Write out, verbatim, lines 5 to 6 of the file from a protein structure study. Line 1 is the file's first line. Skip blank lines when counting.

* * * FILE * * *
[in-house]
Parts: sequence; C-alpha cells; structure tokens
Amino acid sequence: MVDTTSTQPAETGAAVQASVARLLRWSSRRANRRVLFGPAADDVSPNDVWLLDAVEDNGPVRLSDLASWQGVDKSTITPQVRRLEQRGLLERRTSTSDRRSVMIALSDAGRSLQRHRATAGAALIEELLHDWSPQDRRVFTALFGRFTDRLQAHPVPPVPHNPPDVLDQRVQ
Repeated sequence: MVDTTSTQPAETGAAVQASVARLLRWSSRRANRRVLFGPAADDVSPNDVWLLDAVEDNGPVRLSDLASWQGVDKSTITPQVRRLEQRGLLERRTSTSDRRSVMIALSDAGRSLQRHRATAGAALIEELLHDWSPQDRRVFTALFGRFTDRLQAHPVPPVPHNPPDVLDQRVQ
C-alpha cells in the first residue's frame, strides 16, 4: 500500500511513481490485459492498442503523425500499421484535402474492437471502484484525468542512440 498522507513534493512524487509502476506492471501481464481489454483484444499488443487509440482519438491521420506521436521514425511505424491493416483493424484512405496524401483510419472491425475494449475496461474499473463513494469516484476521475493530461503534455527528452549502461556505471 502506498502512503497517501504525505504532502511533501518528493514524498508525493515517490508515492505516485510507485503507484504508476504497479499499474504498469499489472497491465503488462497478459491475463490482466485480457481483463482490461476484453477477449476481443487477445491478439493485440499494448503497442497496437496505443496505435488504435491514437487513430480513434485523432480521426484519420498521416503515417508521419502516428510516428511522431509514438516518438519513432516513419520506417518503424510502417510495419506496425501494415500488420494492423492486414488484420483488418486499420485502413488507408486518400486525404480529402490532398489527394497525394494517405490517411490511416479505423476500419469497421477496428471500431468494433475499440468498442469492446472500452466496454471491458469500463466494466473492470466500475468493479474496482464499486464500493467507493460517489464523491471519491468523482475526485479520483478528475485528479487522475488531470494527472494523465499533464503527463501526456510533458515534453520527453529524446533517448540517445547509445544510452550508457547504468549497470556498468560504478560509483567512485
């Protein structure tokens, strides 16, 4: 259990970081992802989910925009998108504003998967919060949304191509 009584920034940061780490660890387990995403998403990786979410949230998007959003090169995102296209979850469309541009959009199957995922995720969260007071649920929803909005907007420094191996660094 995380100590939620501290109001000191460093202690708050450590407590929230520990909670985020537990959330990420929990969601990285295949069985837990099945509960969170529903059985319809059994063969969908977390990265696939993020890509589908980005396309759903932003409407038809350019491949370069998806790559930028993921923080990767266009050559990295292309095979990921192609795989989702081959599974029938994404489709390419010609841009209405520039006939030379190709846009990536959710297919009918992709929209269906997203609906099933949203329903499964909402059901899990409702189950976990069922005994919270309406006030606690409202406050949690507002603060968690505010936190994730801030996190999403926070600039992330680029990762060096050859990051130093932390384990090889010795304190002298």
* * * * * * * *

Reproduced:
C-alpha cells in the first residue's frame, strides 16, 4: 500500500511513481490485459492498442503523425500499421484535402474492437471502484484525468542512440 498522507513534493512524487509502476506492471501481464481489454483484444499488443487509440482519438491521420506521436521514425511505424491493416483493424484512405496524401483510419472491425475494449475496461474499473463513494469516484476521475493530461503534455527528452549502461556505471 502506498502512503497517501504525505504532502511533501518528493514524498508525493515517490508515492505516485510507485503507484504508476504497479499499474504498469499489472497491465503488462497478459491475463490482466485480457481483463482490461476484453477477449476481443487477445491478439493485440499494448503497442497496437496505443496505435488504435491514437487513430480513434485523432480521426484519420498521416503515417508521419502516428510516428511522431509514438516518438519513432516513419520506417518503424510502417510495419506496425501494415500488420494492423492486414488484420483488418486499420485502413488507408486518400486525404480529402490532398489527394497525394494517405490517411490511416479505423476500419469497421477496428471500431468494433475499440468498442469492446472500452466496454471491458469500463466494466473492470466500475468493479474496482464499486464500493467507493460517489464523491471519491468523482475526485479520483478528475485528479487522475488531470494527472494523465499533464503527463501526456510533458515534453520527453529524446533517448540517445547509445544510452550508457547504468549497470556498468560504478560509483567512485
């Protein structure tokens, strides 16, 4: 259990970081992802989910925009998108504003998967919060949304191509 009584920034940061780490660890387990995403998403990786979410949230998007959003090169995102296209979850469309541009959009199957995922995720969260007071649920929803909005907007420094191996660094 995380100590939620501290109001000191460093202690708050450590407590929230520990909670985020537990959330990420929990969601990285295949069985837990099945509960969170529903059985319809059994063969969908977390990265696939993020890509589908980005396309759903932003409407038809350019491949370069998806790559930028993921923080990767266009050559990295292309095979990921192609795989989702081959599974029938994404489709390419010609841009209405520039006939030379190709846009990536959710297919009918992709929209269906997203609906099933949203329903499964909402059901899990409702189950976990069922005994919270309406006030606690409202406050949690507002603060968690505010936190994730801030996190999403926070600039992330680029990762060096050859990051130093932390384990090889010795304190002298």